The Tesla Story and Me (Part 1)

27 January 2017

I began my journey in the automotive industry in 2006, and since them I was lucky enough to be part of the big four technology trends that happened in this industry since the last century.

  • Electrification
  • Mobility
  • Connectivity
  • Autonomous Driving

It has been and it is a really interesting journey since I “arriving” here and fascinating to see the growth of some of these companies to enormous conglomerates, some fail and others still trying.

In 2008 I was in the EV24, an event that back in the day was one of the biggest events for Electric and Hybrid vehicles. In that event one of the biggest surprises we all had was a newly formed company called Tesla that had already managed to forge a partnership with Lotus mainly because of their clever PR stunt to drive their electrical car from Oslo to Stavanger, where the event was taking place.

At the time I was working in the development of electric and hybrid vehicles for an OEM and when I tried their vehicle I was impressed by its features and future plans for adaptations. I remember being there with Simon Sheldon, Roger Atkins, Andrew Everett and Francisco Carranza and we all in awe of the Handling and Power of its engine and design. The next day, they were presenting their strategy for the next 10 years and it was evident they had clear, set goals which were achievable with the investment they had already sourced.

Back then, Tesla like most of the people who were working in the field, realised that the imminent changes from fossil fuel to electric would be one of the biggest paradigms shifts in the industry in years and in order to be the first penetrating the market they need to develop an ecosystem that allowed them to enter dynamically against all the stereotypes and business models that the industry had.  Hence, in 2008 Tesla recognised four (4) key technology areas they would focus on:

  • Connectivity: Having one electric vehicle in an urban area connected it’s fairly straightforward. Having a fleet of 23000 electric vehicles in difference places connected is a somewhat other discussion. For them the key was to enable this by creating ecosystems where connectivity was high. They then planned to create their own networks that control the connectivity of their vehicles and also their customers (which they also see as part of the service of buying a car and they want to control the data and the vehicle behaviours so they can learn and implement changes to their products).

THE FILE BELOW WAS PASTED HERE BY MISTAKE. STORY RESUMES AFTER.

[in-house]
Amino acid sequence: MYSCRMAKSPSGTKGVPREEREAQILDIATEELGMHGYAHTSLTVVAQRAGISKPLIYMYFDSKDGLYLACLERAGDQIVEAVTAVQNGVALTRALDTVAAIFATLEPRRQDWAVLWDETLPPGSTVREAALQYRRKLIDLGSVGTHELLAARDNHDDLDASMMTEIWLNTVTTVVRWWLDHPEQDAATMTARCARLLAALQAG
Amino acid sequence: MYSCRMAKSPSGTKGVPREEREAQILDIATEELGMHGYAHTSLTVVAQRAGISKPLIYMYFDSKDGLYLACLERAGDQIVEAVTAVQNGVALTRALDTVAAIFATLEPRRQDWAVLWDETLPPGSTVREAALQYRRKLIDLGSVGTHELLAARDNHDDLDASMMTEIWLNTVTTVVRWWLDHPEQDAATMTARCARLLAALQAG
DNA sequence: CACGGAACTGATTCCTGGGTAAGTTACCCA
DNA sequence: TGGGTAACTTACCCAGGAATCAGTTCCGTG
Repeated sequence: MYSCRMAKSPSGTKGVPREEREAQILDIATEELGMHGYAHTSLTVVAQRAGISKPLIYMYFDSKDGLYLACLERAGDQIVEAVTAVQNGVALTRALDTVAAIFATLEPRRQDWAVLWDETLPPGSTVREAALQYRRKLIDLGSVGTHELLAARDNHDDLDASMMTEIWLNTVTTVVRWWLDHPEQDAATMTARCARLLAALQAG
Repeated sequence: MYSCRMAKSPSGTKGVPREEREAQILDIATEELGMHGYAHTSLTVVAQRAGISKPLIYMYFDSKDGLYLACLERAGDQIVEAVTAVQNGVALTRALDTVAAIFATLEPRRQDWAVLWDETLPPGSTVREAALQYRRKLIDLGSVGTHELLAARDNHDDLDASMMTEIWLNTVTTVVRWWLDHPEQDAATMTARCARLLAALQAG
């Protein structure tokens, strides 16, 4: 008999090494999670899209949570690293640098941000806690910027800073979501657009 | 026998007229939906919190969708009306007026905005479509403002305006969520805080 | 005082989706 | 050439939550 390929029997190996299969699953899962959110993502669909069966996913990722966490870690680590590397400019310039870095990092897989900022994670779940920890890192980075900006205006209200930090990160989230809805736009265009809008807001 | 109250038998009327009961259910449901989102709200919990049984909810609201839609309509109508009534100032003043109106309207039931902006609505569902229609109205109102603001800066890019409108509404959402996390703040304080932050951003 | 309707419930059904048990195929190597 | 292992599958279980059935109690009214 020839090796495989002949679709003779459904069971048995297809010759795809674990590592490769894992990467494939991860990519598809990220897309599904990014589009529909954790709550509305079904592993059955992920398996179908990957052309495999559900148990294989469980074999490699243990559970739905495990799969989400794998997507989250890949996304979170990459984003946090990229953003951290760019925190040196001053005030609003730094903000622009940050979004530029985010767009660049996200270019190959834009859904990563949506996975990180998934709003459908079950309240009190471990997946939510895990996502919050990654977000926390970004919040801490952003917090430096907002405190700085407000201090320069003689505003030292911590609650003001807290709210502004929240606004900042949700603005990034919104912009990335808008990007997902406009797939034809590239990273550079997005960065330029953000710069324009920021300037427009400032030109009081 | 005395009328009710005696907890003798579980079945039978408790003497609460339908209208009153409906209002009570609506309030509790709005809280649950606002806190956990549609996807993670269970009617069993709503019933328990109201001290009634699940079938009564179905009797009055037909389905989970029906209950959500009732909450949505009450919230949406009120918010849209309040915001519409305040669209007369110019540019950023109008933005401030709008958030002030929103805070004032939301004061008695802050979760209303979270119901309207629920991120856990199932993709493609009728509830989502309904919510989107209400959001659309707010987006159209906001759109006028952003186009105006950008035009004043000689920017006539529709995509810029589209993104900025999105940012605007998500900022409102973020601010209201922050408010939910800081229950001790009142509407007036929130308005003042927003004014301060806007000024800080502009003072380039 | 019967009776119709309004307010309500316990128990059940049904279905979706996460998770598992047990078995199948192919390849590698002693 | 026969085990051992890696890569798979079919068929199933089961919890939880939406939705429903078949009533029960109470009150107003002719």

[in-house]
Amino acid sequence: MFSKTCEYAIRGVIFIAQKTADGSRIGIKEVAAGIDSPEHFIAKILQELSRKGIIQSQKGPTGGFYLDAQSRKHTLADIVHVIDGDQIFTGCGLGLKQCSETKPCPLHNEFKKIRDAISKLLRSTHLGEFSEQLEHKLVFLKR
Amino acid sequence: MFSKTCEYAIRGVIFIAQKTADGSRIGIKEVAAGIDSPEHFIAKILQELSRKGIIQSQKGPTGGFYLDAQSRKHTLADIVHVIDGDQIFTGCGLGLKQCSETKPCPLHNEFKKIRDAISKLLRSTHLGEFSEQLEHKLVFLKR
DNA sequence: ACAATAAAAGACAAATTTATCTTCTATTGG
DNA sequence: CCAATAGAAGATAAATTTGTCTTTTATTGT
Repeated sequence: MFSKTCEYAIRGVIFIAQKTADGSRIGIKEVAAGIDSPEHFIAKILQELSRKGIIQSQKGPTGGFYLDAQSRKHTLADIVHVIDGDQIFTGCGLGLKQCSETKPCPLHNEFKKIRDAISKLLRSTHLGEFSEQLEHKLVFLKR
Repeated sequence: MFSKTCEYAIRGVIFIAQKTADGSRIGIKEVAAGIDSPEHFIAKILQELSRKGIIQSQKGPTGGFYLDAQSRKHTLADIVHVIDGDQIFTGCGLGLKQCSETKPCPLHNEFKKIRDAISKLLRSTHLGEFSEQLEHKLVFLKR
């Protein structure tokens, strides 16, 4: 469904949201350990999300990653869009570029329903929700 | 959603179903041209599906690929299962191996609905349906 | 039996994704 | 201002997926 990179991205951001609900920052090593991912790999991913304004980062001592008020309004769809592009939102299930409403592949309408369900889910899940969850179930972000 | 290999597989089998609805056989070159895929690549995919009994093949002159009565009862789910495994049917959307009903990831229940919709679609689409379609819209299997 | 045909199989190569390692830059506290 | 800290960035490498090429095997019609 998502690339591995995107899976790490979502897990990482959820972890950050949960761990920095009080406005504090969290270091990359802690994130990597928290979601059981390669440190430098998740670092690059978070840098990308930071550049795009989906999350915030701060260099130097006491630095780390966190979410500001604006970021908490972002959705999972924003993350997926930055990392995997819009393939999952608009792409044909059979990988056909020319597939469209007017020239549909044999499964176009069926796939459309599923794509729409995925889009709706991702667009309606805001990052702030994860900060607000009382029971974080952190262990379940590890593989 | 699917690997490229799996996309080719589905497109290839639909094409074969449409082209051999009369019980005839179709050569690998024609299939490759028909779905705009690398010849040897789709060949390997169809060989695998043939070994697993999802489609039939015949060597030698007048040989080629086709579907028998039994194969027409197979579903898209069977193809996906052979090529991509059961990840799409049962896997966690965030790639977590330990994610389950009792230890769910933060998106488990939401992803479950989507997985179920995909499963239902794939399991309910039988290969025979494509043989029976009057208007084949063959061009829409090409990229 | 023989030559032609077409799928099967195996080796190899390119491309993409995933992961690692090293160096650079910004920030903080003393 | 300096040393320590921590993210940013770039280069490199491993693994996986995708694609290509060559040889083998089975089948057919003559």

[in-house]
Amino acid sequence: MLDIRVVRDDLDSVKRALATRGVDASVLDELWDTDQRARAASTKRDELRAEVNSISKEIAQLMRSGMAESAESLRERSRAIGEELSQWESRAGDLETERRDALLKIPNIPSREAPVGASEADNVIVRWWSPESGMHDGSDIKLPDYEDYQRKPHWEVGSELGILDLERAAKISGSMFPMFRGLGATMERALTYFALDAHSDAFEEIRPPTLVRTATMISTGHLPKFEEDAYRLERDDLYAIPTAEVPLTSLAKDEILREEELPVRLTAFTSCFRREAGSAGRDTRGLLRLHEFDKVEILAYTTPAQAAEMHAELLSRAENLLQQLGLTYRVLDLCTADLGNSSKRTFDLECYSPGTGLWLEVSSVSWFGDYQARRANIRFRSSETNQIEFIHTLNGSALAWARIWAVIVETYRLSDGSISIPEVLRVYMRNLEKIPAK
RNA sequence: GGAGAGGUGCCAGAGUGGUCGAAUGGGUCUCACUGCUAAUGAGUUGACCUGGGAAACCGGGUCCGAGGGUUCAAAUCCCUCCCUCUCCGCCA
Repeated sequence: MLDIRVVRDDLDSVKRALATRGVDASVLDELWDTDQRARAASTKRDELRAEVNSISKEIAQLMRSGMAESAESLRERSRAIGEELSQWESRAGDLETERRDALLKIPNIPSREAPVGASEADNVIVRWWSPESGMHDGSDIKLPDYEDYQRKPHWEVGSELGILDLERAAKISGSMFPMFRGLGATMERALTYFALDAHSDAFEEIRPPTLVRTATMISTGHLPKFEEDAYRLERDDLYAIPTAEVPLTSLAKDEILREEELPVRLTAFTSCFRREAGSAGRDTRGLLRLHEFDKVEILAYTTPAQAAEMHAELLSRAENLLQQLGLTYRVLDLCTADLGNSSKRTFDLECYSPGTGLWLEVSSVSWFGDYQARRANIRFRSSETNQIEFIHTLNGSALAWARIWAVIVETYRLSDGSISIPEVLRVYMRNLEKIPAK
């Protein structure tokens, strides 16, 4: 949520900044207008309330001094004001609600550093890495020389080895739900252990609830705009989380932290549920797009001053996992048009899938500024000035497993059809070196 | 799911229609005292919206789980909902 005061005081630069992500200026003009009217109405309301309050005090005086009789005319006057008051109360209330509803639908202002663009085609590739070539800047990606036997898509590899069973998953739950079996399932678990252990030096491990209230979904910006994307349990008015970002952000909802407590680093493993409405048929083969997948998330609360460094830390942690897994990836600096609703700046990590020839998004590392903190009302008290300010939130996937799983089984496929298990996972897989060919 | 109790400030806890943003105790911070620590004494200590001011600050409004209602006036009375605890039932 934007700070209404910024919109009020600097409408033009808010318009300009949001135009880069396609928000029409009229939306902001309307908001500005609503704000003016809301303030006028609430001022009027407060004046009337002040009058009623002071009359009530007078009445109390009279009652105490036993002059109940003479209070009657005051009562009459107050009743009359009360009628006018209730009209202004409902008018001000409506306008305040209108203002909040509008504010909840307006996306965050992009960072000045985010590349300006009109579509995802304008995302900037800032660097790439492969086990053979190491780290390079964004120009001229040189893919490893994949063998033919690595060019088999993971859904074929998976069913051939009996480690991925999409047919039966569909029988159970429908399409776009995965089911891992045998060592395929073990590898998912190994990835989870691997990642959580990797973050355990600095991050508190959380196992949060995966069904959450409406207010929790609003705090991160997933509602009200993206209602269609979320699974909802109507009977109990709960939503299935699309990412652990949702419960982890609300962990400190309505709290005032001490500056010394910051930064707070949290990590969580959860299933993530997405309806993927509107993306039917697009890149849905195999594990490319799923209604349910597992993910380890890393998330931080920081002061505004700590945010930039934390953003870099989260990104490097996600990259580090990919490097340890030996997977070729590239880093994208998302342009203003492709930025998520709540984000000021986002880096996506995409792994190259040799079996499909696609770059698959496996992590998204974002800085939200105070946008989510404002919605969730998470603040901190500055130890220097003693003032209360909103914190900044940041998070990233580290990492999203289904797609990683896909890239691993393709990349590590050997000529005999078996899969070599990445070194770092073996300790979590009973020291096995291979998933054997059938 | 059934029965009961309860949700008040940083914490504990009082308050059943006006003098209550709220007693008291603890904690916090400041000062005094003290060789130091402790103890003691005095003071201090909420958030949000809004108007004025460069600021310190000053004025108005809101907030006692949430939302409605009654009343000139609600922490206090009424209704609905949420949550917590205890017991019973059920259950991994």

• Re-Usability: Tesla back then had already “dropped” the first hint of the shared-economy movement we are now living in. They believed that components as vehicles should be able to be reused, so their main vision for all their products was to make sure that the component or functionality can be recycled or updated easily. They recognised that was a difficult challenge and in order to do this they would need to re-think how to design the actual components they use. Effectively thinking out of the box without re-inventing the wheel.
  • Electric Infrastructure: In 2008 there was an enormous debate active on the Slow charger, fast charger, acceptance of consumer of the fast charging, what we are going to do with the petrol stations and many more similar questions. Teslatook a risky approach back thenwhich in hindsight makes a lot of sense. They wanted to empower the customer to make him the owner of the energy and be able to share it or sell it. They hence drove to create e a product philosophy for a target segment of the future they believed would be created (in their mind the customer that produce the energy can share it with his other fellow friends that have the same product or sell it back to the grid). Furtnermore, they also believed that if they create ecosystems of people with their product they would be able to share it and have it recommended between users and potential customers.
  • Energy Storage and Distribution: The event above also evidently demonstrated that electrifications would not work with changes in the battery developments for energy storage and renewable energy. They consequently were of the firm belief that they also needed to become producers of batteries allowing them to also penetrate another market.

They offered a detailed analysis of all the potential issues they were expecting to face on a number of socioeconomic and political levels and then went on to explain how all the above problems could we solved with a detailed plan and strategy.

(See part 2 for more details)

Article by David Fidalgo

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